MASS MoCA Building 6 and Harvard Hall at Harvard University are both recipients of the Robert H. Kuehn Preservation Award. This award recognizes projects that meld collaborative partnerships with creative and cutting-edge ideas for the rehabilitation and active reuse of historic buildings.

“2020 Awards Recipients represent the strong foundations and supportive collaborations that bring new life to our historic buildings and landscapes, push boundaries, and create new aspirations for historic preservation in the Commonwealth.”

All winners will be recognized at a live, virtual celebration on October 22nd.

Thank you, Preservation Massachusetts, and congratulations to all 2020 Preservation Award winners!

Shifting Gears

‘Shifting Gears’ by Henry Moss, AIA, LEED AP is a part of ArchitectureBoston’s spring theme — RENEW.

The article focuses on the historic Charles River Speedway complex as it gets set for a reawakening. The complex will be energized by a brewery and taproom (Notch), a full-service restaurant, small-format shops featuring local makers and artisans, food purveyors, social enterprises, and creative office space. The renewed Speedway site is now under construction, with the courtyard retail and taproom scheduled to open in the fall of 2020.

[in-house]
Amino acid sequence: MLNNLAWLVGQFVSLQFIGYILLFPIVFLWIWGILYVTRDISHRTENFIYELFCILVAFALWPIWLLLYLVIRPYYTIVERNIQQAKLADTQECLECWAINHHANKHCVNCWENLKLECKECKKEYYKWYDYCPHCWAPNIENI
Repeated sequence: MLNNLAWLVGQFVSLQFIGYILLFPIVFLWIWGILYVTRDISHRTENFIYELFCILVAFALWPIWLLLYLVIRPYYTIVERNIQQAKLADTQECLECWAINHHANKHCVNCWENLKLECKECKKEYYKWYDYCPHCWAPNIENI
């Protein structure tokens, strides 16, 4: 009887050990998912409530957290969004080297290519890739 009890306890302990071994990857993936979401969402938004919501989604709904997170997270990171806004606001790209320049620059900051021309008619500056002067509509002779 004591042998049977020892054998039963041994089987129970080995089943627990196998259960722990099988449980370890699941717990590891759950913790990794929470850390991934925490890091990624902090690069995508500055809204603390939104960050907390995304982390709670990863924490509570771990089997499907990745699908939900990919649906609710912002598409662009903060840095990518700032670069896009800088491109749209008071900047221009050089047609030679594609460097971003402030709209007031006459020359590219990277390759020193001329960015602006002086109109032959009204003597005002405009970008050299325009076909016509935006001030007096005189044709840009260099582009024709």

If winter is cold and dark, at least snowdrops and the promise of spring give us hope and hint of new life. The cycles of change—to cities and the natural world—can remind us that places have souls to lose. Emotions may be mixed. There is a quiet richness to the reworking of existing buildings that has crept into the psyche of the design professions as they resurrect past aesthetics, juxtaposed against new imageries and an overturning of previous uses. Those cycles of change reel from catastrophic to delicately nuanced, and architects try to counter one and orchestrate the other.

Read the full article here.

 

Lost and Found

[stblockquote title=”” top_left=”” author=””]The infrastructure that we have is here to stay, even if the enterprise that once occupied its space is obsolete. The architecture of the future must focus on transformation. It must desurface the potential in our existing built environment with a respect for the past and an eye to the future. [/stblockquote]